'More exchanges needed' for stronger Sino-US ties

By China Daily
Updated: 2006-10-27 06:34

WASHINGTON: Cai Wu, minister of the Information Office of the State Council, has called for more exchanges between China and the United States to ensure closer co-operation.

Cai Wu, minister of the State Council Information Office. [file]

The two countries should not only be "stakeholders" but also "constructive and co-operative partners," he said, adding that they share extensive common interests despite their differences.

"The differences in ideology, social systems and development modes should neither be an obstacle to our exchanges and co-operation nor a reason for confrontation," he said in Washington on Wednesday.

The minister made the remarks at an event sponsored by the Center for Strategic and International Studies, a US think tank.

When hosting his Chinese counterpart Hu Jintao at the White House in April, US President George W. Bush described the two nations as "stakeholders in the international system" that share many strategic interests.

Cai said developing Sino-US relations conforms to the interests of the two peoples and is conducive to promoting peace, stability and prosperity in the Asia-Pacific region and the world at large.

The two countries "should deepen their strategic dialogue and strengthen mutual understanding and trust to push bilateral co-operation to a higher and broader level," Cai said.

During last month's China trip by US Treasury Secretary Henry M. Paulson, Beijing and Washington decided to launch a new strategic economic dialogue, following the political dialogue that was started in 2005.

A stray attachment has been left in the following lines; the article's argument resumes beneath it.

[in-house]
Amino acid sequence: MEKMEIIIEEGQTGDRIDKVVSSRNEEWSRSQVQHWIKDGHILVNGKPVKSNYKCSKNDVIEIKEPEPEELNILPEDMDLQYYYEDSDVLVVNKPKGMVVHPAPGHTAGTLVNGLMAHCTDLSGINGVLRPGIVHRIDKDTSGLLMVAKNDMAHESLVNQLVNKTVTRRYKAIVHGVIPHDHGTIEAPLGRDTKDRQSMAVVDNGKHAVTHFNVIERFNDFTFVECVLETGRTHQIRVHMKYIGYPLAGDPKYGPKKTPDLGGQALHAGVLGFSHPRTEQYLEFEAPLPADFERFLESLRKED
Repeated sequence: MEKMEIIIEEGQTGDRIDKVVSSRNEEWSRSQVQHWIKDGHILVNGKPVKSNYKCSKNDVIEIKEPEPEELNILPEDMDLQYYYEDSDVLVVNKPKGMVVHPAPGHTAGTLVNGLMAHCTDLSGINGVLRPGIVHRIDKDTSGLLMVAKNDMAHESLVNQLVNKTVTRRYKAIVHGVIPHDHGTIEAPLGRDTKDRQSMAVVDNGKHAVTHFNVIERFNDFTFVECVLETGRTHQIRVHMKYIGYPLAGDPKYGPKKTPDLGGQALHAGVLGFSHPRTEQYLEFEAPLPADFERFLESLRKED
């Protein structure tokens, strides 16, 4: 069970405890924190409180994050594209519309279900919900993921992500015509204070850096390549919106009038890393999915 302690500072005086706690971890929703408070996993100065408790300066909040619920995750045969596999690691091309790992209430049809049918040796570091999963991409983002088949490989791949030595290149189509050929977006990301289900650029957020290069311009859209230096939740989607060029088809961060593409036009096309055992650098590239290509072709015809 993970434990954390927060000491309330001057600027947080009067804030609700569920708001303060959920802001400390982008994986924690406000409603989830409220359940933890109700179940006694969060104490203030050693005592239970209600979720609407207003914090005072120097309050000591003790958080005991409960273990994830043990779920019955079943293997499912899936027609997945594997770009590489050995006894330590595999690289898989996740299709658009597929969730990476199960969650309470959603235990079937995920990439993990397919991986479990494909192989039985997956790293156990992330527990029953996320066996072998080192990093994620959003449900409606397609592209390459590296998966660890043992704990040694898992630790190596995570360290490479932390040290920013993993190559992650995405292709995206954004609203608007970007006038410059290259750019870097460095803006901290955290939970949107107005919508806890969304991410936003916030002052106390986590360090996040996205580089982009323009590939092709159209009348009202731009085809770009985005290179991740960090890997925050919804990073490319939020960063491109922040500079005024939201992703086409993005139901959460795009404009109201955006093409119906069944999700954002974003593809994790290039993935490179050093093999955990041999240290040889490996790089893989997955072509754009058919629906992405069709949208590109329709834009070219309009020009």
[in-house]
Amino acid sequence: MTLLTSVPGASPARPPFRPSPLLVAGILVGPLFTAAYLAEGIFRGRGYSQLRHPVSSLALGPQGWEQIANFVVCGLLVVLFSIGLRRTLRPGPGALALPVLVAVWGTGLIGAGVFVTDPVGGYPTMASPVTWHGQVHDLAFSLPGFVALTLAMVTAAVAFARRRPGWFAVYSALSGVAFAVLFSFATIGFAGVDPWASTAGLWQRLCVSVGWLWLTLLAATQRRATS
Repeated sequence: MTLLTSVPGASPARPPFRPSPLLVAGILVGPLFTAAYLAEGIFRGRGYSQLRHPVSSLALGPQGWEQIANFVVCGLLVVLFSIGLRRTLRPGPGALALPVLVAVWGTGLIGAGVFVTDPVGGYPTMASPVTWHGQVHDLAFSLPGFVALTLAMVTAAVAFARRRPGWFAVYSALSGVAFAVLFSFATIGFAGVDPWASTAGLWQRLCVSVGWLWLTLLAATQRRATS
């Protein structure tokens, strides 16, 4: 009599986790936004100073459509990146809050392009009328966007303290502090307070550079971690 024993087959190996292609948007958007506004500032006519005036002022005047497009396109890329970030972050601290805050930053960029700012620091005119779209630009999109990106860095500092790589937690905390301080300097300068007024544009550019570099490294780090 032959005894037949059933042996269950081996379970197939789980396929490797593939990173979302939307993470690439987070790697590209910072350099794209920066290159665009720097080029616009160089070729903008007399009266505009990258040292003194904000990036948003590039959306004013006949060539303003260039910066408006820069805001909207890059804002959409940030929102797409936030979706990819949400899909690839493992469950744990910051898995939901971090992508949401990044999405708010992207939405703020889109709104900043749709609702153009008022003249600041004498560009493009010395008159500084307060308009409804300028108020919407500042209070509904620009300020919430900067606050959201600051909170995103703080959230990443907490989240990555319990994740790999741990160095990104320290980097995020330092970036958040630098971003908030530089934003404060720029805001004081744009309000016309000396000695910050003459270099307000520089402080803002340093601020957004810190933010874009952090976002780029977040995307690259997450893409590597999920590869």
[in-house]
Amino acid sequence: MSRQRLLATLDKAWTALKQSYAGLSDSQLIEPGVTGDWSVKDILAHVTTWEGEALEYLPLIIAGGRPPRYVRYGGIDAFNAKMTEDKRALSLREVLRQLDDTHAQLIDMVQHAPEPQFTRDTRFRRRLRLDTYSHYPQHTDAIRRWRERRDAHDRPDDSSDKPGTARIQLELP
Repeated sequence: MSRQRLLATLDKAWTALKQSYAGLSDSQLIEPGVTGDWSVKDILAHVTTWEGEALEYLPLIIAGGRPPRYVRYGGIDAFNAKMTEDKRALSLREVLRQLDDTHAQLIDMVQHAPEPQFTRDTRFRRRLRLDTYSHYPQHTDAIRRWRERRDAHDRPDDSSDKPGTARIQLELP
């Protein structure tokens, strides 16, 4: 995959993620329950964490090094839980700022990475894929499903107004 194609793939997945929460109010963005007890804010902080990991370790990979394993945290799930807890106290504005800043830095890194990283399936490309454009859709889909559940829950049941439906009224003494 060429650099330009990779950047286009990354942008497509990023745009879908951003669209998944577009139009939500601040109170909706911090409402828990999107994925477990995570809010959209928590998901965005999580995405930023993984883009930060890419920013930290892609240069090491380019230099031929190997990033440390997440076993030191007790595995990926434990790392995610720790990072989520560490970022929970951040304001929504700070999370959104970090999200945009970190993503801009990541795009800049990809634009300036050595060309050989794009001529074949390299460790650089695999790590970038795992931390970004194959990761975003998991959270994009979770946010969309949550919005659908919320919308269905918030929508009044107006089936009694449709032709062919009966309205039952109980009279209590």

Cai said China had successfully embarked on a road of peaceful development compatible with its national conditions since the policies of reform and opening-up were introduced in the late 1970s.

China's GDP has increased from around US$216.5 billion in 1978 to US$2.23 trillion in 2005 at an average growth rate of 9.6 per cent per year. Per-capita GDP has risen from US$226 to US$1,700 in the same period.

However, Cai stressed that China's economic achievements should not be overestimated as the country still lags behind developed countries and faces many problems in economic and social development.

China, with a population of 1.3 billion, has a weak economic foundation and unbalanced development, and remains the largest developing country in the world,

"At present, and for a very long period to come, China will have to give top priority to economic development," he told the audience.

"If you come to recognize this, all versions of the 'China threat' will become groundless talk."